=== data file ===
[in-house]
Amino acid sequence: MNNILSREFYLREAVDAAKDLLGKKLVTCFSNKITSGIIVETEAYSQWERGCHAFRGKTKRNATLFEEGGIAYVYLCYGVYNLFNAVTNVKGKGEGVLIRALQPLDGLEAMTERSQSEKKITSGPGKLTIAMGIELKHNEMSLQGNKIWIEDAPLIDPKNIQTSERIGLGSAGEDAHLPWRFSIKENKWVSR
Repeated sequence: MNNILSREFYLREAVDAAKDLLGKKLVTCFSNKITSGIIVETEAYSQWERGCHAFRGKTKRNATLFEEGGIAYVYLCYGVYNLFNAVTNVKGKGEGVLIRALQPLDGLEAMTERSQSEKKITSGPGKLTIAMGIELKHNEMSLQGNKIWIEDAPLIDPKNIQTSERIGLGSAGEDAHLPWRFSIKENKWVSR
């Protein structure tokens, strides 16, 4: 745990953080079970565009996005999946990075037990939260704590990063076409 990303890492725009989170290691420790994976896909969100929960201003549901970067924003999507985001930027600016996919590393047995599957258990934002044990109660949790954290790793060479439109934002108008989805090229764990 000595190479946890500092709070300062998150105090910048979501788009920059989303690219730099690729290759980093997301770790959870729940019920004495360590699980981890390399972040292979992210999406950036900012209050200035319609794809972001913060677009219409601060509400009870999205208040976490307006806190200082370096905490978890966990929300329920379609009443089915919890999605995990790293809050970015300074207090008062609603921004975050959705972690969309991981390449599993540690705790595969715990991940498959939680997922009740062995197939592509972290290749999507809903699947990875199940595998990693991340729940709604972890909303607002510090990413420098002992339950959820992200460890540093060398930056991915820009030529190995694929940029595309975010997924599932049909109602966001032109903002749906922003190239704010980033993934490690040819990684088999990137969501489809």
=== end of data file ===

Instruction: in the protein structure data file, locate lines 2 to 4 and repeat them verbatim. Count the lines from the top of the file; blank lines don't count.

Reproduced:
Amino acid sequence: MNNILSREFYLREAVDAAKDLLGKKLVTCFSNKITSGIIVETEAYSQWERGCHAFRGKTKRNATLFEEGGIAYVYLCYGVYNLFNAVTNVKGKGEGVLIRALQPLDGLEAMTERSQSEKKITSGPGKLTIAMGIELKHNEMSLQGNKIWIEDAPLIDPKNIQTSERIGLGSAGEDAHLPWRFSIKENKWVSR
Repeated sequence: MNNILSREFYLREAVDAAKDLLGKKLVTCFSNKITSGIIVETEAYSQWERGCHAFRGKTKRNATLFEEGGIAYVYLCYGVYNLFNAVTNVKGKGEGVLIRALQPLDGLEAMTERSQSEKKITSGPGKLTIAMGIELKHNEMSLQGNKIWIEDAPLIDPKNIQTSERIGLGSAGEDAHLPWRFSIKENKWVSR
């Protein structure tokens, strides 16, 4: 745990953080079970565009996005999946990075037990939260704590990063076409 990303890492725009989170290691420790994976896909969100929960201003549901970067924003999507985001930027600016996919590393047995599957258990934002044990109660949790954290790793060479439109934002108008989805090229764990 000595190479946890500092709070300062998150105090910048979501788009920059989303690219730099690729290759980093997301770790959870729940019920004495360590699980981890390399972040292979992210999406950036900012209050200035319609794809972001913060677009219409601060509400009870999205208040976490307006806190200082370096905490978890966990929300329920379609009443089915919890999605995990790293809050970015300074207090008062609603921004975050959705972690969309991981390449599993540690705790595969715990991940498959939680997922009740062995197939592509972290290749999507809903699947990875199940595998990693991340729940709604972890909303607002510090990413420098002992339950959820992200460890540093060398930056991915820009030529190995694929940029595309975010997924599932049909109602966001032109903002749906922003190239704010980033993934490690040819990684088999990137969501489809």